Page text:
Dear subscribers,

I believe the following text is quite an interesting piece of
history. It is interesting to know that matrices were developed just for the
purpose of performing linear (i.e. homogeneous) transformations and
composite linear transformations. It was done by Arthur Cayley in the
nineteenth century, before we were born, before electronic computers were
developed and before computer graphics could use that wonderful mathematical
tool.
The need for transformation composition led to the definition of
matrix multiplication.
Of course, 4x4 "general" transformation matrices to perform, in a 3D
space, combined homogeneous and not-homogeneous transformations such as
roto-translation were probably developed later. Does someone of you know who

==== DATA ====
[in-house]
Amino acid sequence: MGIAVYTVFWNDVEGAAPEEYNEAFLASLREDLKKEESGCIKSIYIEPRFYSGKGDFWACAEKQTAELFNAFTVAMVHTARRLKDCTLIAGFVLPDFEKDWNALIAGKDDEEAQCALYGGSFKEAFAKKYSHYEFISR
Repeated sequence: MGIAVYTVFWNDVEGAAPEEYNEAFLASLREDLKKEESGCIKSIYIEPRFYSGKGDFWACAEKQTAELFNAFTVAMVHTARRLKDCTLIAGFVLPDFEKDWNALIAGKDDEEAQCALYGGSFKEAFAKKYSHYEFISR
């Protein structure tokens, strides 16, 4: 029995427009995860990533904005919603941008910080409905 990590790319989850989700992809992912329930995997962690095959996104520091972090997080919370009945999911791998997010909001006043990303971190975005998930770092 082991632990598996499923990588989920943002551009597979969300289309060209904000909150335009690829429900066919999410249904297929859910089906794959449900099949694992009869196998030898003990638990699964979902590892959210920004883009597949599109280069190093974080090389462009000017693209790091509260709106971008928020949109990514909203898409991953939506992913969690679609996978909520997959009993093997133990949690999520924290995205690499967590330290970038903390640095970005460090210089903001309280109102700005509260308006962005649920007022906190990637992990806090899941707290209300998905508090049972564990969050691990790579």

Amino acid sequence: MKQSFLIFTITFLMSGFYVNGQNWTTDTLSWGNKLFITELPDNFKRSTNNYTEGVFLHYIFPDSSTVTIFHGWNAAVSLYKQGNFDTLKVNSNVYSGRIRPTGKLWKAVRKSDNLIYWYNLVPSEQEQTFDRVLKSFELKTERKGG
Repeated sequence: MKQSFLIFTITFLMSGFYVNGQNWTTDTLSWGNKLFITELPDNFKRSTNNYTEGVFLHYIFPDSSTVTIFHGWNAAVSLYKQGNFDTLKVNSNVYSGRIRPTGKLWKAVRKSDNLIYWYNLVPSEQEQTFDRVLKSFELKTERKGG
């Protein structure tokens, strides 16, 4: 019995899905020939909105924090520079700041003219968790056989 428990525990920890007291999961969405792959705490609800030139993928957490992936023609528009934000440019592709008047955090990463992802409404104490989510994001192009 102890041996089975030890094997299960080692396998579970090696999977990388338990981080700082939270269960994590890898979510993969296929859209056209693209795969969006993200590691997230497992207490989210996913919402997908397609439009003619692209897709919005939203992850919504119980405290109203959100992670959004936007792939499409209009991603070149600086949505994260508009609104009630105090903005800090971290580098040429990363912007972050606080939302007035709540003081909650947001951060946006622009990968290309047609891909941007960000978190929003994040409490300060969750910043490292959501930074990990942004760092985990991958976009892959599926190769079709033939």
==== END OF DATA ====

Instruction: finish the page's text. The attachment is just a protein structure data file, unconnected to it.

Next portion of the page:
and when introduced them?

From "A Brief History of Linear Algebra and Matrix Theory"
(http://darkwing.uoregon.edu/~vitulli/441.sp04/LinAlgHistory.html )
[...] For matrix algebra to fruitfully develop one needed both
proper notation and the proper definition of matrix multiplication. Both
needs were met at about the same time and in the same place. In 1848 in
England, J.J. Sylvester first introduced the term ''matrix,'' which was the
Latin word for womb, as a name for an array of numbers. Matrix algebra was
nurtured by the work of Arthur Cayley in 1855. Cayley studied compositions
of linear transformations and was led to define matrix multiplication so
that the matrix of coefficients for the composite transformation ST is the
product of the matrix for S times the matrix for T. He went on to study the
algebra of these compositions including matrix inverses. The famous
Cayley-Hamilton theorem which asserts that a square matrix is a root of its
characteristic polynomial was given by Cayley in his 1858 Memoir on the
Theory of Matrices. The use of a single letter A to represent a matrix was
crucial to the development of matrix algebra. [...]

With kind regards,

Paolo de Leva
Sport Biomechanics
University Institute of Motor Sciences
Rome, Italy